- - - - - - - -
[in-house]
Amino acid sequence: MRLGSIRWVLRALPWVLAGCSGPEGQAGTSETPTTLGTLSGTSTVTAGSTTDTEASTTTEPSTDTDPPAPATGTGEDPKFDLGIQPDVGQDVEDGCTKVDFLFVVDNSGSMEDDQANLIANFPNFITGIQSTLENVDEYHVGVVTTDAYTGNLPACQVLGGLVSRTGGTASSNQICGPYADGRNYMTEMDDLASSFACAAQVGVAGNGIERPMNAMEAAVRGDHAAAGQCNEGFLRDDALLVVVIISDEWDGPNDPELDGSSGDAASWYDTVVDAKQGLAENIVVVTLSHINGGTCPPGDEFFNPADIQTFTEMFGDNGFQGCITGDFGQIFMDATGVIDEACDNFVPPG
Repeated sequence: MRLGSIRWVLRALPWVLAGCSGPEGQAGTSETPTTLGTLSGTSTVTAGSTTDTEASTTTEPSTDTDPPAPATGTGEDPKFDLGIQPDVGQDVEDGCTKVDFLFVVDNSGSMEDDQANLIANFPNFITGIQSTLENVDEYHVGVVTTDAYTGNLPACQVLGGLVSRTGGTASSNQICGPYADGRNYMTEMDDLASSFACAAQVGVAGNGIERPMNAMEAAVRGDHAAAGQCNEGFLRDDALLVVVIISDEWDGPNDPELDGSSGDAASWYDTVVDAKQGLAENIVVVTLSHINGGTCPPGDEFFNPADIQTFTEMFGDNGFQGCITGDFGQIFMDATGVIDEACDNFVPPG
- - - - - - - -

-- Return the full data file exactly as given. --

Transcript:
[in-house]
Amino acid sequence: MRLGSIRWVLRALPWVLAGCSGPEGQAGTSETPTTLGTLSGTSTVTAGSTTDTEASTTTEPSTDTDPPAPATGTGEDPKFDLGIQPDVGQDVEDGCTKVDFLFVVDNSGSMEDDQANLIANFPNFITGIQSTLENVDEYHVGVVTTDAYTGNLPACQVLGGLVSRTGGTASSNQICGPYADGRNYMTEMDDLASSFACAAQVGVAGNGIERPMNAMEAAVRGDHAAAGQCNEGFLRDDALLVVVIISDEWDGPNDPELDGSSGDAASWYDTVVDAKQGLAENIVVVTLSHINGGTCPPGDEFFNPADIQTFTEMFGDNGFQGCITGDFGQIFMDATGVIDEACDNFVPPG
Repeated sequence: MRLGSIRWVLRALPWVLAGCSGPEGQAGTSETPTTLGTLSGTSTVTAGSTTDTEASTTTEPSTDTDPPAPATGTGEDPKFDLGIQPDVGQDVEDGCTKVDFLFVVDNSGSMEDDQANLIANFPNFITGIQSTLENVDEYHVGVVTTDAYTGNLPACQVLGGLVSRTGGTASSNQICGPYADGRNYMTEMDDLASSFACAAQVGVAGNGIERPMNAMEAAVRGDHAAAGQCNEGFLRDDALLVVVIISDEWDGPNDPELDGSSGDAASWYDTVVDAKQGLAENIVVVTLSHINGGTCPPGDEFFNPADIQTFTEMFGDNGFQGCITGDFGQIFMDATGVIDEACDNFVPPG